The memory resource is reserved for an average of 1 time unit. The allocation request size varies uniformly between a minimum of 80 bytes and a maximum of 2000 bytes. The fixed size pool has a size of 2048 byte per buffer with a total number of 272 buffers whereas the variable-size pool consists of 1024 partitions each with size 512 bytes.

These configurations result in a total of 557056 bytes and 524288 bytes of user allocatable space on the fixed and variable-size pools respectively. The sizes are carefully chosen such that the overall pool memory size including overheads is almost equal in the two cases. The 3 performance metrics comparing the two schemes are provided in Figure 5 below .

Figure 5: Performance of the variable (a) on top versus fixed-size (b) memory pools below it.

As can be seen from the figure, the variable size pool performance is consistently better than the fixed-size pool in terms of bandwidth admission, overall and pool memory utilization, and also the combined utility is higher.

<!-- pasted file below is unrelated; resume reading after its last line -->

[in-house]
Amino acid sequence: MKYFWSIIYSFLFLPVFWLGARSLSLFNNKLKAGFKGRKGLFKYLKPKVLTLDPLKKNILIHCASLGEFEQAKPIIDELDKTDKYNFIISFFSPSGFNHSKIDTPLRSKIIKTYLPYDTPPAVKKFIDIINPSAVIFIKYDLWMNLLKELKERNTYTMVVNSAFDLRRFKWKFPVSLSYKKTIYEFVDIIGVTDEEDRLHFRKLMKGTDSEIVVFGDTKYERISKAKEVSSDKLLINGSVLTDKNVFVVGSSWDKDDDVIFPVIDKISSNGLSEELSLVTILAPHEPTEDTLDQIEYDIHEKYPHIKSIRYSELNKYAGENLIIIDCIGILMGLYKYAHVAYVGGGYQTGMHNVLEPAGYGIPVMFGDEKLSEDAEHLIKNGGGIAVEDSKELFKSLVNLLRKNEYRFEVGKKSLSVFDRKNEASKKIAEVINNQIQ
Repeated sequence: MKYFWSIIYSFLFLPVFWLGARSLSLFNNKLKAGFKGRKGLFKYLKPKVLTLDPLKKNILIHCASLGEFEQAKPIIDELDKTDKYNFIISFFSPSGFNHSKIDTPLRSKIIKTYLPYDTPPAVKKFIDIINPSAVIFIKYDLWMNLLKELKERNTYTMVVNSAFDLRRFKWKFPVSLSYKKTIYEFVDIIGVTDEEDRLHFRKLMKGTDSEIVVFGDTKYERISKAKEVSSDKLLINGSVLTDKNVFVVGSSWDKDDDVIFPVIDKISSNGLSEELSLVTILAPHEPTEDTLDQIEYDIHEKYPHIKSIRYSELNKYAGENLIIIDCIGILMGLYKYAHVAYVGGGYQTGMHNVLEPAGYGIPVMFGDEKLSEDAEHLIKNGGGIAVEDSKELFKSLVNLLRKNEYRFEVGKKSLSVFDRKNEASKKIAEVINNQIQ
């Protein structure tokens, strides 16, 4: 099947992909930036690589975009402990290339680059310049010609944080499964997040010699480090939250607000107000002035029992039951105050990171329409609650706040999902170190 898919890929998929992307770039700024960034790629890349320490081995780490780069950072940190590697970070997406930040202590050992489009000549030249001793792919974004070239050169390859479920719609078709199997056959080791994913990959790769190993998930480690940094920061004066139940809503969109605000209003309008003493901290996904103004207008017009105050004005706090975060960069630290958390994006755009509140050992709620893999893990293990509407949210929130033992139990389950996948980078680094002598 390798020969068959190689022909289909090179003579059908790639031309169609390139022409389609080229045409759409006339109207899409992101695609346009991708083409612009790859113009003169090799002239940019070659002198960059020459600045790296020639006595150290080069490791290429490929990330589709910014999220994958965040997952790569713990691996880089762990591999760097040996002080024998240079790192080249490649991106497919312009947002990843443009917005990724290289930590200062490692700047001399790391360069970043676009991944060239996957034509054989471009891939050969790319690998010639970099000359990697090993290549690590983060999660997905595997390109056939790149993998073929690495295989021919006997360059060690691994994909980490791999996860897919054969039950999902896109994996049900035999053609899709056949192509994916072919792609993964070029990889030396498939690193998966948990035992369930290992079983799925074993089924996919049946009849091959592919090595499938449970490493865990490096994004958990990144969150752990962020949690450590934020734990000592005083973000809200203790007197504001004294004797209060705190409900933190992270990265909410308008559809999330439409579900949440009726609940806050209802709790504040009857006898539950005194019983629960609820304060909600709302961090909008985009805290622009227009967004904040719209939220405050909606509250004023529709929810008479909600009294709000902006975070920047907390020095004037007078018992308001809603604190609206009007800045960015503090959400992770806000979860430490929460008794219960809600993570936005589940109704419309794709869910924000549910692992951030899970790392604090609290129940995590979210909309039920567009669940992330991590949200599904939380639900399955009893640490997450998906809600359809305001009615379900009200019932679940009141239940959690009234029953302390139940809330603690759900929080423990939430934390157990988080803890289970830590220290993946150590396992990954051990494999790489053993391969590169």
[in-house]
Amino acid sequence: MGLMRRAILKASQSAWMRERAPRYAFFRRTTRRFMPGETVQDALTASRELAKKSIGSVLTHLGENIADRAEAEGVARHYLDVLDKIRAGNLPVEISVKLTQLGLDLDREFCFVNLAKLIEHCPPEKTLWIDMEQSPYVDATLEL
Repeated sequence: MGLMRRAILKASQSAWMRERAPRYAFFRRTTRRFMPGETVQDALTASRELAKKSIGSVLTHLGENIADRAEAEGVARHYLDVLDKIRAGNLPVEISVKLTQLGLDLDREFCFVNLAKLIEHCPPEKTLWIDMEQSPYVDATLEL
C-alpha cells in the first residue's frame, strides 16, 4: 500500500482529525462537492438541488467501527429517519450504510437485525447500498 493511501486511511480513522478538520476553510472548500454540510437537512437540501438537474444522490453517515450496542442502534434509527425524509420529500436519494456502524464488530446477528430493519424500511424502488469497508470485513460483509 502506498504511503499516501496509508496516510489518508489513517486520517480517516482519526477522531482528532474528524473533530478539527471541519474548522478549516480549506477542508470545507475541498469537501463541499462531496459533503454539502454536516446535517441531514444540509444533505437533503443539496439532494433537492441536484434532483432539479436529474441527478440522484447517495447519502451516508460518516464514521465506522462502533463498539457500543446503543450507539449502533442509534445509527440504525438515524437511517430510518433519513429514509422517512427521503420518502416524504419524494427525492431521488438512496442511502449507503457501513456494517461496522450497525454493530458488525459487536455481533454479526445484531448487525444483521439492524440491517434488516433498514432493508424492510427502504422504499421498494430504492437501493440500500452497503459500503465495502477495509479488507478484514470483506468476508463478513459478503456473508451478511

Moreover, it offers better acceleration in satisfying the requests as indicated by the larger slope of the line in Figure 5a . In other words, it is capable of reaching a 100% request satisfaction earlier than the fixed-pool (when the inter-arrival time is 0.003 units, the variable-size pool admits 100% requests whereas the fixed-size is still at 80%).

Figure 5b (b) indicates an interesting behavior which is there is a certain point at which the memory utilization and overall system utility is maximized after which the system is over-engineered and memory is idle. The designer needs to select the optimum size in light of the expected load and the required throughput which is governed by the bandwidth admission.

Effect of the Minimum Request Size
To examining the performance behavior when the minimum request size is changed, we generated requests at a rate of 500 requests/unit time where the maximum request size is 2000 bytes and vary the minimum request size to take values from the set {100, 200, 400, 800, 1600}.

We inspect the performance for a variable-size pool of 1024 partitions each with size 512 bytes and a fixed pool of 272 buffers each with 2048 bytes. The results are shown in Figure 6a and 6b below .

The fixed pool admission probability does not change much as the request size is always less than the maximum buffer. The memory utilization increases as expected since larger requests tend to occupy more of the buffer more. For the variable-size pool, the larger the size of the minimum request size, the smaller the admission probability.